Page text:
BRUSSELS — Prime Minister David Cameron argued through the night in Brussels on Thursday with European Union (EU) partners determined to limit concessions on offer to help keep Britain in the bloc.
Fellow leaders and diplomats said an agreement that would allow Mr Cameron to return to London and launch a campaign to stay in the EU at a June referendum still seemed feasible by the end of a two-day summit on Friday, but some said the outstanding issues were proving tough to crack.
A late-night dinner, lasting more than five hours and devoted to renewed arguments over the response to Europe’s migration crisis, also meant that a plan for an "English breakfast" on Friday for all 28 leaders to try to hammer out a final deal was now set to turn into "brunch".
"It might take longer than they think," Irish Prime Minister Enda Kenny said on leaving the summit centre, where Mr Cameron remained locked in overnight talks with top EU officials, French President Francois Hollande and the Belgian and Czech premiers.
Those three national leaders made the case on the various points of most resistance to a draft agreement brokered by summit chairman Donald Tusk, who told reporters: "For now, we have made some progress but a lot still remains to be done."
Mr Cameron had appealed to EU leaders to help him settle the question of Britain’s EU membership for a generation by agreeing a "credible" deal he can sell to the British public.
But aides voiced frustration over a lack of concessions by partners who are wary of Mr Cameron’s bid to sidestep EU regulation and cut immigration. "I would say the going is tough, this could be a long night," a British official told reporters.
"While many countries were saying they want to help, they want to make sure they keep Britain in the EU, there wasn’t much sign of how they are planning to do that in practice, not showing much room for manoeuvre," the official said.
Paris has pushed for amendments to ensure Britain cannot veto actions by the eurozone countries or give City of London banks competitive advantage through regulation.
A group of east European states chaired by the Czechs is trying to hold back how far their citizens can be denied welfare benefits in Britain, or have family allowances reduced, as part of Mr Cameron’s drive to cut immigration.
Belgian Prime Minister Charles Michel is fighting a rearguard action for the federalist cause to limit damage done to European plans for "ever closer union" by giving eurosceptic Britain a guarantee it need never share more sovereignty.
Italian Prime Minister Matteo Renzi said there had been some backward steps after a roundtable session to discuss London’s demands of reform in the EU before dinner: "I’m always confident but a bit less optimistic than when I arrived," he said.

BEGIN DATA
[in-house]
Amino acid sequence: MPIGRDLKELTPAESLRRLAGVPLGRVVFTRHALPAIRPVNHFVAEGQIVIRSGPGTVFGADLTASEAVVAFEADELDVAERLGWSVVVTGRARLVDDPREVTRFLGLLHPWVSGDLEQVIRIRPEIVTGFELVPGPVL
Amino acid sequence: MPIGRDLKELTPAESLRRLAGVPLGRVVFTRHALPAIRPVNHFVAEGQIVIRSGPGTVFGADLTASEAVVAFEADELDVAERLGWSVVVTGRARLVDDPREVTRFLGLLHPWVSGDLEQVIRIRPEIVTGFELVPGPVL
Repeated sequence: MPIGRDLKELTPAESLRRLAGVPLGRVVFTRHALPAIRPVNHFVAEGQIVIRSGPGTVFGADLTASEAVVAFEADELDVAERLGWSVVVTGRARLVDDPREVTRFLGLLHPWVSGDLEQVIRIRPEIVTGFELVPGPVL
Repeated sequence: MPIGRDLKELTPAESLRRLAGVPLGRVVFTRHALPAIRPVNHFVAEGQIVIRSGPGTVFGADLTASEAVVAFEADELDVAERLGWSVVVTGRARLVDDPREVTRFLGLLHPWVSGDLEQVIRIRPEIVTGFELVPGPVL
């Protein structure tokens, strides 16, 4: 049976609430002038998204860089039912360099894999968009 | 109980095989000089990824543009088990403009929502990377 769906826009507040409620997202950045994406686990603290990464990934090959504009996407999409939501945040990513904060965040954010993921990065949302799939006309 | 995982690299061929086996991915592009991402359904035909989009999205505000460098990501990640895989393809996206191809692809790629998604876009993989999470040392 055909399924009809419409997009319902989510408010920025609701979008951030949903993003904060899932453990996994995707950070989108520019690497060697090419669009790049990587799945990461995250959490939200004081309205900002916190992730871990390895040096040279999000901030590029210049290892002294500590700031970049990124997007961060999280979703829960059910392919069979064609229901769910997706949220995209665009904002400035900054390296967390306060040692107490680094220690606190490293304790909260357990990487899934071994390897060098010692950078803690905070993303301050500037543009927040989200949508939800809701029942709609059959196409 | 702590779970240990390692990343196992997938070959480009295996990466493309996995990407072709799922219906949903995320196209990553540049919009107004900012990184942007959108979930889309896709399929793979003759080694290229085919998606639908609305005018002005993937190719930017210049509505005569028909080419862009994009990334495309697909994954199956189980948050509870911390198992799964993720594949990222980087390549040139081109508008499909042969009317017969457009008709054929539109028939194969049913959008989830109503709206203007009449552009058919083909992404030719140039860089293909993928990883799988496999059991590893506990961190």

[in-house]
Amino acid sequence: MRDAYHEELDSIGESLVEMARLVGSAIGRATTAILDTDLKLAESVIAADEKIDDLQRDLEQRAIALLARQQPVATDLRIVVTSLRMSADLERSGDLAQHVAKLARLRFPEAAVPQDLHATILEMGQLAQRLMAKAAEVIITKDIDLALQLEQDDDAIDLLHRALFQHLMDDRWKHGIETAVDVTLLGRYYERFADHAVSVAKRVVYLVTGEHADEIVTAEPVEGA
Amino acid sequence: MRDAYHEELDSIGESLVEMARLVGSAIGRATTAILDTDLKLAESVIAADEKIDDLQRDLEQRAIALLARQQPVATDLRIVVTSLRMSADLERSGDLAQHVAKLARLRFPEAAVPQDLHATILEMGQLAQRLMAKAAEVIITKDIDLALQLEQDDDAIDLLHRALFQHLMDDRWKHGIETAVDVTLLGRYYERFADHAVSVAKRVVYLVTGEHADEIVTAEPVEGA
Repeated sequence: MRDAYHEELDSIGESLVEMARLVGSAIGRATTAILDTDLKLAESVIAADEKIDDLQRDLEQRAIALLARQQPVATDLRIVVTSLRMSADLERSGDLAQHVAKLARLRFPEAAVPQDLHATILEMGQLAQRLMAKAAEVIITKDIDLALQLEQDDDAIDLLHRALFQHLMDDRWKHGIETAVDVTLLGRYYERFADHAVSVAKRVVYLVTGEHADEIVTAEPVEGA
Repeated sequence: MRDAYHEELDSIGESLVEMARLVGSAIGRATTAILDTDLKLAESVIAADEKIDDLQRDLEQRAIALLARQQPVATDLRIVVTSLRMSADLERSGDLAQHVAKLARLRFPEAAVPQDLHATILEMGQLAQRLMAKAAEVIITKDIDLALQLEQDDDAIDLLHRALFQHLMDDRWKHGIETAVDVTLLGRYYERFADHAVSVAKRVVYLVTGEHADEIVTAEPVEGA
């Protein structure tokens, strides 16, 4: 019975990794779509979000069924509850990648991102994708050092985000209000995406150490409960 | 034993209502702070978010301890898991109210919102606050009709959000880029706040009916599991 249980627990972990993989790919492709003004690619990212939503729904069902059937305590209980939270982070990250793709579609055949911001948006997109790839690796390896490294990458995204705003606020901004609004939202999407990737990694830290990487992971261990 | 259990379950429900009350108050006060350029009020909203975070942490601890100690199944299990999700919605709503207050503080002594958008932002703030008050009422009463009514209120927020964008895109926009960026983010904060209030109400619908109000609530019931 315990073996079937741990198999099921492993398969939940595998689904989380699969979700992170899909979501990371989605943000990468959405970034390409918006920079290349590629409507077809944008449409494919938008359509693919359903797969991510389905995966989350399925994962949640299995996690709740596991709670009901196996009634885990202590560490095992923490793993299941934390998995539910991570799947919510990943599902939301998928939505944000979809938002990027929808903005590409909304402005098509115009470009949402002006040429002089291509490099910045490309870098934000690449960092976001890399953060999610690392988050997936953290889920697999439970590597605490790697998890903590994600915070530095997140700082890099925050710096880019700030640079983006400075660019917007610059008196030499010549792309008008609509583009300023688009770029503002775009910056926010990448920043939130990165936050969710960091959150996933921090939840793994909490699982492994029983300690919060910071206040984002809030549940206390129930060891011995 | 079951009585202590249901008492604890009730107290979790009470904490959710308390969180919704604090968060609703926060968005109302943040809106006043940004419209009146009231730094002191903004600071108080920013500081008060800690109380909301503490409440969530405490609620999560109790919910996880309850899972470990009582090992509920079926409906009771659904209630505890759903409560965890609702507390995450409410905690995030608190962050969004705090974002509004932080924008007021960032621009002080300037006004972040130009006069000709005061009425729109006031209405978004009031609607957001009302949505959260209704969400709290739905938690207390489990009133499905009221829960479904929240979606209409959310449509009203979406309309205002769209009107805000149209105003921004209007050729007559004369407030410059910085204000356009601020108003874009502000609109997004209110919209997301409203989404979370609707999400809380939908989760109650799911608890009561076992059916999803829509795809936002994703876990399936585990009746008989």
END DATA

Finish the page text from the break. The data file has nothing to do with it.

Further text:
German Chancellor Angela Merkel said: "The wish is there to keep Britain as a member of the EU…. It became clear that agreement will not be easy for many, but that the will is there."
Many leaders said they felt they were at a historic turning point for European integration. No country has ever voted to leave the EU. A British exit could deal a blow to the UK economy and certainly damage the EU’s standing and self-confidence.
Mr Kenny, who fears Brexit would badly damage Ireland, told peers, according to one participant: "You all have your problems but no one has bigger problems than David. He’s got half his cabinet against him, he’s got half his party against him.
"We have to give him a deal he can take home and sell to the British people."
How far the reform package will sway voters either way is unclear. Mr Cameron’s left-wing Labour opponent, Jeremy Corbyn, was also in Brussels where he echoed Conservative eurosceptics in describing the likely immigration deal as a "theatrical sideshow". But Labour plans to campaign to remain in the bloc.
Mr Cameron told leaders on Thursday evening: "The question of Britain’s place in Europe has been allowed to fester for too long and it is time to deal with it.
"If we can reach agreement here that is strong enough to persuade the British people to support the UK’s membership of the EU then we have an opportunity to settle this issue for a generation," he said, describing the new relationship as a flexible one that allows countries to "live and let live".
The outstanding issues
• Eurozone: One of only two EU states to neither use the euro nor be bound to adopt it in time, Britain stands alone in insisting there will never be just one currency in the bloc, and Mr Cameron demanded safeguards, particularly for London’s financial sector, against being harmed by decisions taken by the eurozone.